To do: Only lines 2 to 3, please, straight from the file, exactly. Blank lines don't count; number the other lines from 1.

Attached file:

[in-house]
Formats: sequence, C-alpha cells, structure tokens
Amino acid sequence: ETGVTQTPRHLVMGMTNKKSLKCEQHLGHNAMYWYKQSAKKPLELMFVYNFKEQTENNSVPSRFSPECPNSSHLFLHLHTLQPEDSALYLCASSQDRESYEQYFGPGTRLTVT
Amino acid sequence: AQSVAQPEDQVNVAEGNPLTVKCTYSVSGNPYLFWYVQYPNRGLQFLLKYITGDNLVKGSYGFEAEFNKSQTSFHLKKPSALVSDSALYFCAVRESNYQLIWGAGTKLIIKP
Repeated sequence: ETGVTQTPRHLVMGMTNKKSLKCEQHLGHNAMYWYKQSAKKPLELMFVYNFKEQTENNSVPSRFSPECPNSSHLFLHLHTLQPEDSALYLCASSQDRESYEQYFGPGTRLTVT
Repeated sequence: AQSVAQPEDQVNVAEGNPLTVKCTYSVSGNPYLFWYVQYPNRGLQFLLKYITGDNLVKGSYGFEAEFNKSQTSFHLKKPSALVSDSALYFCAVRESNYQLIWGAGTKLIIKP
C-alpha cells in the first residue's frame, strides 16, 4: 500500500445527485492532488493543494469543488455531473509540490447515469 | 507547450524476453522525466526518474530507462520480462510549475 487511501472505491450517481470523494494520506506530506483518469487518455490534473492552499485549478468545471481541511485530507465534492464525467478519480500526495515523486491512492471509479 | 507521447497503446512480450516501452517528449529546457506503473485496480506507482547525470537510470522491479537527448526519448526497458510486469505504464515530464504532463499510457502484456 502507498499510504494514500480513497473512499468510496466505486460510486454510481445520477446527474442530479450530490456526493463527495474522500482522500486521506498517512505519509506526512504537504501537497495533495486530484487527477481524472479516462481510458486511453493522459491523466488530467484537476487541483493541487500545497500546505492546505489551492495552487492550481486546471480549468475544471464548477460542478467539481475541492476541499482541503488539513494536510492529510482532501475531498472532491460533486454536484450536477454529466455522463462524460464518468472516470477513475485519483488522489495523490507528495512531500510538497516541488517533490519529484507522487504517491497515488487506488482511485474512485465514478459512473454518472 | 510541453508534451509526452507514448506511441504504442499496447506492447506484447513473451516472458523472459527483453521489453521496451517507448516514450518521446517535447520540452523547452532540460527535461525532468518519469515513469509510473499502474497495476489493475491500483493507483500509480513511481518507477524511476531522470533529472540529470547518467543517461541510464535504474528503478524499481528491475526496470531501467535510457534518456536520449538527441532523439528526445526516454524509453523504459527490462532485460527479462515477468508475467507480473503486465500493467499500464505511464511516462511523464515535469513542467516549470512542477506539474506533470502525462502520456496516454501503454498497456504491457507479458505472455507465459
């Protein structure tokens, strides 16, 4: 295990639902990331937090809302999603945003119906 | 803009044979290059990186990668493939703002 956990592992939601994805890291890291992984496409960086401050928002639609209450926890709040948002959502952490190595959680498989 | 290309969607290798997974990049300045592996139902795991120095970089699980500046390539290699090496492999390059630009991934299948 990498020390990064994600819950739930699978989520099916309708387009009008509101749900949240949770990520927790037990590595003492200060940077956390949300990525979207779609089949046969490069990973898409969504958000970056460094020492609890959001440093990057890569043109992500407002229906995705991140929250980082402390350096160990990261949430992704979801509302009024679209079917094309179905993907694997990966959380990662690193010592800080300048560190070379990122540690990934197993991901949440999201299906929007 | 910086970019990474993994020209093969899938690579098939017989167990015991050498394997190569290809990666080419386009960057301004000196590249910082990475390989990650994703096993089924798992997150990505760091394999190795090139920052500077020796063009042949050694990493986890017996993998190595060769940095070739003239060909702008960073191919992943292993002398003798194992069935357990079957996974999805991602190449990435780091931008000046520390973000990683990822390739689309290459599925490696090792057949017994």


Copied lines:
Formats: sequence, C-alpha cells, structure tokens
Amino acid sequence: ETGVTQTPRHLVMGMTNKKSLKCEQHLGHNAMYWYKQSAKKPLELMFVYNFKEQTENNSVPSRFSPECPNSSHLFLHLHTLQPEDSALYLCASSQDRESYEQYFGPGTRLTVT